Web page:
James' mechanics are as smooth as someone with a 6'8", 250-pound frame can have. He shoots with a slight fadeaway, using his entire body to generate power, and he finishes with a smooth follow-through.

Compare this to the past NBA Finals, where James' tendency to rush shots would interrupt the overall rhythm he's displaying now.

Lue has always encouraged James to shoot the ball from all areas, even when his star would prefer to pass or get into the paint.

"With him shooting the ball as well as he's been shooting as of late, it's unbelievable," Lue said. "I told him before when I got here that he can always shoot the basketball, but he always says he's not a jump-shooter. When he makes his jump shot, that opens up everything else for him, and I think he sees that and realizes that. He has to take all his open shots with confidence."

Shooting with confidence is far easier when you've increased your three-point success rate by 11 percentage points over the past two seasons.

James' improved release point and smoother mechanics have made his pull-up three-point rate soar from 29.3 percent in 2015-16 to 41.1 percent this season. His catch-and-shoot numbers, although limited, have risen from 33.0 percent to north of 40.0 percent over the last two years as well.

James now looks for his new favorite shot, a step-back three-point dagger.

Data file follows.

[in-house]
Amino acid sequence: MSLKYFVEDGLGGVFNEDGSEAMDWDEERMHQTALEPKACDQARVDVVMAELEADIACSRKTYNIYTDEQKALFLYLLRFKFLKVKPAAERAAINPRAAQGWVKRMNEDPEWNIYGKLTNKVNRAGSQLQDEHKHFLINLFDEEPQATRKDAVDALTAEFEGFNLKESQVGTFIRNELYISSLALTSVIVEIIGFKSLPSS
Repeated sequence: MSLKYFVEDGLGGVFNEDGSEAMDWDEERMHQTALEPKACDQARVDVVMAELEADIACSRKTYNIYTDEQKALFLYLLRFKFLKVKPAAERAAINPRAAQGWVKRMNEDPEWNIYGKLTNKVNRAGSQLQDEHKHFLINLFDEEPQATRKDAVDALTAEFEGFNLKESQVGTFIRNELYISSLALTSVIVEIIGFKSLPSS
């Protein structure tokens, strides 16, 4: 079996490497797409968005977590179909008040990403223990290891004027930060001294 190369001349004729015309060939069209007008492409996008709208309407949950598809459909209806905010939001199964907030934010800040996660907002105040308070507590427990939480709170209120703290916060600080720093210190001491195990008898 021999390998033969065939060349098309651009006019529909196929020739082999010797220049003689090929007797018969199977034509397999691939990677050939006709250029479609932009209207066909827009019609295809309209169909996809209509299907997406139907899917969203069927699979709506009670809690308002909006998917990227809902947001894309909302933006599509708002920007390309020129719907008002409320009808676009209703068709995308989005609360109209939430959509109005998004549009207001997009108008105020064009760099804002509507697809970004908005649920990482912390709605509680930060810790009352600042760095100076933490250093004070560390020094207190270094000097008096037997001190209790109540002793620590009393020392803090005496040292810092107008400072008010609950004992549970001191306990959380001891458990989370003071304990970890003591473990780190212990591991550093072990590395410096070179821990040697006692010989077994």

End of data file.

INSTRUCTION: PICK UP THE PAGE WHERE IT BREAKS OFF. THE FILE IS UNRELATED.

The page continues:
He'll often start this process from inside the arc, making opponents hesitate just long enough for him to dribble back out and release a clean attempt at the rim.

This has become a nearly unguardable shot, even against far bigger opponents like this...

 ...and this.

"His range is exceptional due to his strength," the NBA scout added. "He's really improved his range, and there's a better rotation on his ball."

"He's just more compact," teammate (and of the NBA's all-time best shooters) Kyle Korver told McMenamin. "I always tell him he's the strongest man in the game, he needs to shoot a strong shot. And he says it all the time when he's shooting, 'Think strong, strong, strong.'

"His hand is real strong on the ball and his form is more compact than it's ever been before, and I think that he's a worker, man. He shoots a lot," Korver said. "And you can tell he worked on it a lot this summer."

With the return of All-Star Isaiah Thomas approaching, James should benefit by playing with a high-level point guard as well. James is shooting 50.0 percent from deep off passes by Cleveland's current point guards, Jose Calderon and Dwyane Wade. If teams have to help on Thomas' drives, James should be more than happy to take an open jumper.  

James should be able to sustain his torrid shooting streak thanks to his smooth mechanics, improved confidence and lethal step-back jumper. In Year 15, he's somehow still adding to his never-ending toolbox.

Greg Swartz is the Cleveland Cavaliers lead writer for Bleacher Report. Stats provided by NBA.com and Basketball Reference unless otherwise noted. All quotes obtained firsthand unless noted.